The military service determined that the allegation against Brig. Gen.Johnny Weida, the commandant of cadets at the academy, "was notsubstantiated," said Jennifer Stephens, an Air Force spokeswoman, in aWednesday (Sept. 7) statement.
The Air Force Inspector General's office investigated whether Weidaviolated the First Amendment's Establishment Clause by "using a religiouscommunicative code to facilitate the proselytizing of non-Christian cadets."
Weida, an evangelical Christian, was investigated for his outspokenpromotion of faith and had been criticized for promoting the National Day ofPrayer in an e-mail message.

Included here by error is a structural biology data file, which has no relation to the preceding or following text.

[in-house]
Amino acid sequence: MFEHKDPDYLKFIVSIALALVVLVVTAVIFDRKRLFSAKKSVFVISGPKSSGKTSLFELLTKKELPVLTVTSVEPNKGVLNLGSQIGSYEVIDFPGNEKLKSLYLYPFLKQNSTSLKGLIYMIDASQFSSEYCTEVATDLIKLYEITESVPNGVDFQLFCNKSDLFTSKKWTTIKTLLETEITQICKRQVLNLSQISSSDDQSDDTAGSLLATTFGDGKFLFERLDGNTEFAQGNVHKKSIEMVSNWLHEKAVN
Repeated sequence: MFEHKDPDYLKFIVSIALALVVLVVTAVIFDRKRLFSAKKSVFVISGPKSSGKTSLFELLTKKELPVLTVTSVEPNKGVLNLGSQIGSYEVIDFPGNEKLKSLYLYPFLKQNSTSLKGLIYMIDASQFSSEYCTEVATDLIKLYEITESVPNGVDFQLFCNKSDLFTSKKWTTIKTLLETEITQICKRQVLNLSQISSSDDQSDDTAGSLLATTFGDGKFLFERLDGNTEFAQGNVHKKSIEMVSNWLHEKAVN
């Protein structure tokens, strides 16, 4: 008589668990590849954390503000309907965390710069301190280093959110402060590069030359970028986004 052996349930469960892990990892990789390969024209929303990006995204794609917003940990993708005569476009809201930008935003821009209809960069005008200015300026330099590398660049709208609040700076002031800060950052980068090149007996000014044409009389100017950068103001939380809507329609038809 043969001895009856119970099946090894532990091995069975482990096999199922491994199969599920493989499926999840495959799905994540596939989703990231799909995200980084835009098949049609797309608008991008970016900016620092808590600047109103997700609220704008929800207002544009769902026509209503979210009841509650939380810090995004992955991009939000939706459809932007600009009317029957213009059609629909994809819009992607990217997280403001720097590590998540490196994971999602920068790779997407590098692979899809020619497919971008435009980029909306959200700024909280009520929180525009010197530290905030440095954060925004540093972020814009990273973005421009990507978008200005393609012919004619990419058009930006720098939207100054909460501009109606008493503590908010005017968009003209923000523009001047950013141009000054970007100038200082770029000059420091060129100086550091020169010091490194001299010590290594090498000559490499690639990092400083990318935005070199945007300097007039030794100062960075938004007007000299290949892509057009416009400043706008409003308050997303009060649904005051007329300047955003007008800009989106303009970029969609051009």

"Gen. Weida has readily acknowledged that his actions were inappropriateand has taken positive, visible corrective actions that reflect his truecharacter," Stephens said. "Since the incident in question, Gen. Weida hasalso been a key leader in terms of strengthening and improving religiousaccommodation policies for cadets of all religions, along with those whoclaim no religion," at the academy in Colorado Springs, Colo.
On Aug. 29, the Air Force service issued new interim guidelines urgingits military members and civilian employees to protect the free exercise ofreligion. Those guidelines were called for in a June report thatinvestigated the religious climate at the academy.